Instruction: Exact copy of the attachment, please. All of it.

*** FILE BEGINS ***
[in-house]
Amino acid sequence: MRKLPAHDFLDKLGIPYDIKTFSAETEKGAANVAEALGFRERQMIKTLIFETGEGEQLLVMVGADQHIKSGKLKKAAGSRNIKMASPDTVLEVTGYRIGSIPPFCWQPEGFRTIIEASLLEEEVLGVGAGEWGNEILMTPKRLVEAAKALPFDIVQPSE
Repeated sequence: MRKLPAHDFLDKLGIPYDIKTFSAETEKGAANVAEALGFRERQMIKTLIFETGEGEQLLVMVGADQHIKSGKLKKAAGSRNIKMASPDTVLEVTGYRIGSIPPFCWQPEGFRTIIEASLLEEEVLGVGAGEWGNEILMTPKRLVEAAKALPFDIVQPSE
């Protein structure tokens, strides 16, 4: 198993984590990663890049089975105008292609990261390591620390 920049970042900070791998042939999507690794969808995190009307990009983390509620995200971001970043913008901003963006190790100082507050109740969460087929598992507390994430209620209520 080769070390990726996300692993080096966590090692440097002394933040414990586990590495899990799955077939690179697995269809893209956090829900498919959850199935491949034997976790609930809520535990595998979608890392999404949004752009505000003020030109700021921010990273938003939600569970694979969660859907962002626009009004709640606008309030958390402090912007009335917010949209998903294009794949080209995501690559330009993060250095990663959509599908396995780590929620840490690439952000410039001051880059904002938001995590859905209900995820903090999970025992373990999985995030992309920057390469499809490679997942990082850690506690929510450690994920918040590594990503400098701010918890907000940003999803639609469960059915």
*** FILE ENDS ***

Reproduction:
[in-house]
Amino acid sequence: MRKLPAHDFLDKLGIPYDIKTFSAETEKGAANVAEALGFRERQMIKTLIFETGEGEQLLVMVGADQHIKSGKLKKAAGSRNIKMASPDTVLEVTGYRIGSIPPFCWQPEGFRTIIEASLLEEEVLGVGAGEWGNEILMTPKRLVEAAKALPFDIVQPSE
Repeated sequence: MRKLPAHDFLDKLGIPYDIKTFSAETEKGAANVAEALGFRERQMIKTLIFETGEGEQLLVMVGADQHIKSGKLKKAAGSRNIKMASPDTVLEVTGYRIGSIPPFCWQPEGFRTIIEASLLEEEVLGVGAGEWGNEILMTPKRLVEAAKALPFDIVQPSE
């Protein structure tokens, strides 16, 4: 198993984590990663890049089975105008292609990261390591620390 920049970042900070791998042939999507690794969808995190009307990009983390509620995200971001970043913008901003963006190790100082507050109740969460087929598992507390994430209620209520 080769070390990726996300692993080096966590090692440097002394933040414990586990590495899990799955077939690179697995269809893209956090829900498919959850199935491949034997976790609930809520535990595998979608890392999404949004752009505000003020030109700021921010990273938003939600569970694979969660859907962002626009009004709640606008309030958390402090912007009335917010949209998903294009794949080209995501690559330009993060250095990663959509599908396995780590929620840490690439952000410039001051880059904002938001995590859905209900995820903090999970025992373990999985995030992309920057390469499809490679997942990082850690506690929510450690994920918040590594990503400098701010918890907000940003999803639609469960059915």